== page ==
084 Invasion of the Body Snatchers (1978) - The original was a pure classic so it's little wonder the movie has been made and remade so many times. The paranoia and the great scares make it a perfect sci-fi/horror movie. However, I'm not picking the original, instead I'm going for the 1978 version with Donald Sutherland and Leonard Nimoy. Why? One simple reason: the scare factor. The original was creepy and played on the paranoia of the time. The '78 version just seemed to up the ante and make it a far more terrifying prospect to be body-snatched...or worse, one of the few left un-snatched! This version gets picked over the original for the pay-off: the ending is fantastically scary, or it was when I was a young lad. One other point to note is the solid direction by Philip Kaufman. He'll appear again later on the list for his directing abilities but its worth noting he's the dude who came up with the story for Raiders of the Lost Ark with George Lucas. Not too shabby.
083 The Sixth Sense (1999) - M. Night Shyamalan's crowning achievement and the possible reason his ego ran off the reservation. credit where credit is due though. If you were lucky enough to see this movie without anyone spoiling the twist for you, you walked out of the cinema chattering excitedly about it. That's how movies should be. There should be something to talk about, to be in awe of or a moment that just stole your breath away that you can't wait to talk about it. The Sixth Sense had one of those moments. It also brought the most overused sentence of the year with: "I see dead people." but that's okay too. Haley Joel Osment was superb as Cole, the young boy afflicted with visions of the dead. Bruce Willis played the somber and troubled psychologist tasked with helping the boy and managed to do so with nary a smirk. And mustn't forget Toni Collette, providing a wonderful turn as Cole's protective mother. Shyamalan proved an able storyteller, his script and directing wonderfully done. Filled with genuinely creepy moments and a great ending, its just a shame he spent the next dozen years trying to prove to everyone why he was so good. Sadly, he hasn't managed to reach these heights again. (He did take a good swing at it with Unbreakable though). BEST SCENE: That twist ending...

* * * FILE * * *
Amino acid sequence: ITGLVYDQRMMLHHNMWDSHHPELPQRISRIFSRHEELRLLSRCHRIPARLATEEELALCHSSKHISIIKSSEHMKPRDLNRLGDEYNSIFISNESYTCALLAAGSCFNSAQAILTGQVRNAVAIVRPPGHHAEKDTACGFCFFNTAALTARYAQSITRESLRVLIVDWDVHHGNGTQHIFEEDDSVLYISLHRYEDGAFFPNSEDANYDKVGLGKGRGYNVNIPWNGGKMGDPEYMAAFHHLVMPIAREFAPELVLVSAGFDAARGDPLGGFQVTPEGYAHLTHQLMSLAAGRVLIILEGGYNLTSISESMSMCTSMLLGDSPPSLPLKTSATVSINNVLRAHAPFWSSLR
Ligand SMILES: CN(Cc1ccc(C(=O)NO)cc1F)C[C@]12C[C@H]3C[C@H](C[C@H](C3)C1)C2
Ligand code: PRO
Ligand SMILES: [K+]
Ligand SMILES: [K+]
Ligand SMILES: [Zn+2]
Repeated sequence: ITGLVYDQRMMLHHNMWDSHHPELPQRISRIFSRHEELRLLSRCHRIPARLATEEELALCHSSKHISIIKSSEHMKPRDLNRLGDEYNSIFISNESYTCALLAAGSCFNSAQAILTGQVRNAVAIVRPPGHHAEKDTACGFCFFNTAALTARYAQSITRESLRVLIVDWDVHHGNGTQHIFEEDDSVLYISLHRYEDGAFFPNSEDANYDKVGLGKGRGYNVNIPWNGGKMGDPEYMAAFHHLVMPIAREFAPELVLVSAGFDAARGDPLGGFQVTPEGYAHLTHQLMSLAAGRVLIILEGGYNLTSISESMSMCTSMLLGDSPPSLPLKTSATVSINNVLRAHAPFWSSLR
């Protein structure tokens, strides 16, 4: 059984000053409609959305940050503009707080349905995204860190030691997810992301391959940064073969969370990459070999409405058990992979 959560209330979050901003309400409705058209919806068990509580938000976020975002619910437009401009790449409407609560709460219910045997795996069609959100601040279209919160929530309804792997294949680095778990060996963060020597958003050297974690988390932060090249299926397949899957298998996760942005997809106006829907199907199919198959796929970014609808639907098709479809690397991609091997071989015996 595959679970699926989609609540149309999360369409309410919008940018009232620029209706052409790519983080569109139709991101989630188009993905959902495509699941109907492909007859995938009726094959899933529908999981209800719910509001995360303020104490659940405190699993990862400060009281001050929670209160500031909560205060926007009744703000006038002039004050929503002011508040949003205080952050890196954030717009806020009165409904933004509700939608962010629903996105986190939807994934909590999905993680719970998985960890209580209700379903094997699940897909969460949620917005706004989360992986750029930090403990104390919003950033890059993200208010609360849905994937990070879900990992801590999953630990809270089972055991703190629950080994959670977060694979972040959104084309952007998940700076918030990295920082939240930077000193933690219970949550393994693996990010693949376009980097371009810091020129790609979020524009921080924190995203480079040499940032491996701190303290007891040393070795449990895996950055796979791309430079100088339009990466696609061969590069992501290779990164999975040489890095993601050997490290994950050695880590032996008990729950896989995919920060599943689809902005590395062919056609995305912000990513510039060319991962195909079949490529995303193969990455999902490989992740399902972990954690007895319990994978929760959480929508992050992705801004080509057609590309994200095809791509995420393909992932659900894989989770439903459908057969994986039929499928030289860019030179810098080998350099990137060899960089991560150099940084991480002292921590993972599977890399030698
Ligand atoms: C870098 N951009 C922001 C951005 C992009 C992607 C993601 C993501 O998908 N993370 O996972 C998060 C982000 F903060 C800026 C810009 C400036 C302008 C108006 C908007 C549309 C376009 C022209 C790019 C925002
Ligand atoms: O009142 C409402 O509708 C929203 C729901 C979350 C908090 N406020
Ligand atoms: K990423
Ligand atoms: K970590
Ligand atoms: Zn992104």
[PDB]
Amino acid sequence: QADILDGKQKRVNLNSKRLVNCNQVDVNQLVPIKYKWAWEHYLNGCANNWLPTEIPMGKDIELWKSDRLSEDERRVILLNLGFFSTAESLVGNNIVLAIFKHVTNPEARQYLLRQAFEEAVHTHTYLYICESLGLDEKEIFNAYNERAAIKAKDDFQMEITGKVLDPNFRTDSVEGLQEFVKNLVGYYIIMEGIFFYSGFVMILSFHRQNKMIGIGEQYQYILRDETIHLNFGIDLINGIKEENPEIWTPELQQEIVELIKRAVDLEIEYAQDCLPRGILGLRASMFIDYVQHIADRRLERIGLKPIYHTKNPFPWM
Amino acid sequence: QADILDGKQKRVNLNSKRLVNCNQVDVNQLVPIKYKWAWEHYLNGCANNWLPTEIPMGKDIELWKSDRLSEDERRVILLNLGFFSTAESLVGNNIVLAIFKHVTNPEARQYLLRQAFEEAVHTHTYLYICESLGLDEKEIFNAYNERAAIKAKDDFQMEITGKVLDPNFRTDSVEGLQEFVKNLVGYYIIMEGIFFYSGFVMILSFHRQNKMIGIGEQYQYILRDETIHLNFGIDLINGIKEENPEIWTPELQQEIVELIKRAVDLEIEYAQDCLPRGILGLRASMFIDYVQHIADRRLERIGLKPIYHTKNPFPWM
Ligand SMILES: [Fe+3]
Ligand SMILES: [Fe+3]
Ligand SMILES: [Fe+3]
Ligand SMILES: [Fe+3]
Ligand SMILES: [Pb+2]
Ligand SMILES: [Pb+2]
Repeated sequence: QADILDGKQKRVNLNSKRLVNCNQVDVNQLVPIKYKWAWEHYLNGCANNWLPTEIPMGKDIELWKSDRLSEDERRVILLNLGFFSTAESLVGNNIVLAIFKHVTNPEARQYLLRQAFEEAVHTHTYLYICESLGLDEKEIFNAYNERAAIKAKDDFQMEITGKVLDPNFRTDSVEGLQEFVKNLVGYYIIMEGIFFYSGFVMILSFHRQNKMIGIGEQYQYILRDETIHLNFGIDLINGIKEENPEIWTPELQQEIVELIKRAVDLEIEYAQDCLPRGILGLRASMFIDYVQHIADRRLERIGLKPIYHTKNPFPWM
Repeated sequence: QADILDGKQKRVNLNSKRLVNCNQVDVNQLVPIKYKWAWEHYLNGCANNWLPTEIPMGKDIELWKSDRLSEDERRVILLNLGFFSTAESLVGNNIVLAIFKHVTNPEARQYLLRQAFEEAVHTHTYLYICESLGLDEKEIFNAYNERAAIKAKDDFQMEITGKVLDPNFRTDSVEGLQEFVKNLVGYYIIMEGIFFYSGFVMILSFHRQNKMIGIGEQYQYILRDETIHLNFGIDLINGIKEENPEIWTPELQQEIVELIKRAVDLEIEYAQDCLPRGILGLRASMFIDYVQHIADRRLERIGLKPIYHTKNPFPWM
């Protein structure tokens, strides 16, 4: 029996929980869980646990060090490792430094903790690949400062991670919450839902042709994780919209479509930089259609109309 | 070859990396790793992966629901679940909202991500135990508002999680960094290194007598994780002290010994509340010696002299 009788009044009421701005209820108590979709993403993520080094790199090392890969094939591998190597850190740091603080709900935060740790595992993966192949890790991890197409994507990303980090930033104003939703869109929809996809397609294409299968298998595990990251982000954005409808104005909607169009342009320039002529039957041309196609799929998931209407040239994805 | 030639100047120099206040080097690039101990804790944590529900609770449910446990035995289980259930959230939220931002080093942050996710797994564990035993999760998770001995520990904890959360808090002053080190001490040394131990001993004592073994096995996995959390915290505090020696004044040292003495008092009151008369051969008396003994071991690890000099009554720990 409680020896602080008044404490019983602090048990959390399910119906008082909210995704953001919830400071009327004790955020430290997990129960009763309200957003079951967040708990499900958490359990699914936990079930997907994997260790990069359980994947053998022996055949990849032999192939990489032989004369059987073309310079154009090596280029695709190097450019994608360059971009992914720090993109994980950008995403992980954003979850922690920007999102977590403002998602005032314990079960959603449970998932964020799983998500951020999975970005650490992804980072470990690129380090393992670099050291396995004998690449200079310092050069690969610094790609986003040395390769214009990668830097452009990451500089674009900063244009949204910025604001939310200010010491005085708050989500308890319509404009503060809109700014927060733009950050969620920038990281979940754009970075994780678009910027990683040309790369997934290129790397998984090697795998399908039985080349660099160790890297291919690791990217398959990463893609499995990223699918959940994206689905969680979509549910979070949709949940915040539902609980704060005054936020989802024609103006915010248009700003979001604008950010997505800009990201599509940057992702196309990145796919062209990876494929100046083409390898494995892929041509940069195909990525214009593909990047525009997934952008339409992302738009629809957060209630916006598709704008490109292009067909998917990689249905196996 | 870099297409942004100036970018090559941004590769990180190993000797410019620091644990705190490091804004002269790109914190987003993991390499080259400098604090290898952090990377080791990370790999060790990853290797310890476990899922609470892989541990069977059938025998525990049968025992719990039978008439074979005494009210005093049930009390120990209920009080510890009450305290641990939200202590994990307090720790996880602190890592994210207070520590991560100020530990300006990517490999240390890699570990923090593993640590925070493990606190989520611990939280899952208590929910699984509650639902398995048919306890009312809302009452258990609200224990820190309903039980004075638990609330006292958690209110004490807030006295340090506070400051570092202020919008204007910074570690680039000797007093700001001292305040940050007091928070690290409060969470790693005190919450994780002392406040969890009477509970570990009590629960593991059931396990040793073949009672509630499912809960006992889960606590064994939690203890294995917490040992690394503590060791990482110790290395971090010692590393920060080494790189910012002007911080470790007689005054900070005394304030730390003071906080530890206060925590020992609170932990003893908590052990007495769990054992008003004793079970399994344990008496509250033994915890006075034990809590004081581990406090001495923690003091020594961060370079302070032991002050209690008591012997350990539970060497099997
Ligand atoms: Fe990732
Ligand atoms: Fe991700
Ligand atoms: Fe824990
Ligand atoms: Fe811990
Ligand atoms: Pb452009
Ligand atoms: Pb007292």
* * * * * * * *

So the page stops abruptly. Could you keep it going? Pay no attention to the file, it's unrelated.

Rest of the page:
082 Edward Scissorhands (1990) - Johnny Depp was already every teen girls dream but this movie cemented him in place. Depp plays Edward, a sweet and sheltered young man who falls in love with a pretty girl from town. The big set back though is he has scissors for hands! Tim Burton's dark fairytale is brought to life with great visual flare, Edward's gothic castle in stark contrast to the colorful "Anytown, America" suburbs nearby. Edward is at first embraced by the community because of his natural gift with his scissorhands but of course, play with sharp instruments too long and something is bound to get cut. This is a super-sweet story without ever becoming saccharin. Depp is magnificent, proving to be a gifted actor with both dramatic and comedic talent. His movements for Edward, including the way he shuffle walks and his speech are brilliant. Winona Ryder provides the romantic interest and the cast is rounded out by a group of well known character actors: Vincent Price (his last role), Alan Arkin, Dianne Wiest and Kathy Baker. This is Burton's most visually arresting movie and one of composer Danny Elfman's top two film scores. A great film for all the family, especially if you like fairytales with a dark edge.
081 The Truman Show (1998) - What would you do if you discovered your entire life was just one big reality show? That's the question posed to Jim Carrey's character Truman Burbank as he slowly becomes aware that everything around him is not what it seems. Carrey was keen to prove his acting chops and be known for more than the mugging the made him famous and here he manages to show both skills off without ever getting too far out of control. Credit then to director Peter Weir (Master and Commander) for keeping a tight hold on his star. The story is brilliantly conceived (and becoming a more and more believable conceit in today's reality TV world) by Andrew Niccol who also wrote Gattaca, Lord of War and In Time. Carrey is backed up by a fine cast including the likes of Ed Harris, Laura Linney and Paul Giamatti. the movie is funny and touching. It's not afraid to have a jab at us, the viewer, but never gets mean about it. The best part though is how Truman comes to terms with what he's discovered and the decision he makes when the truth is known to him. Great film. BEST SCENE: Truman tests the will of "God" (Christof, played by Ed Harris)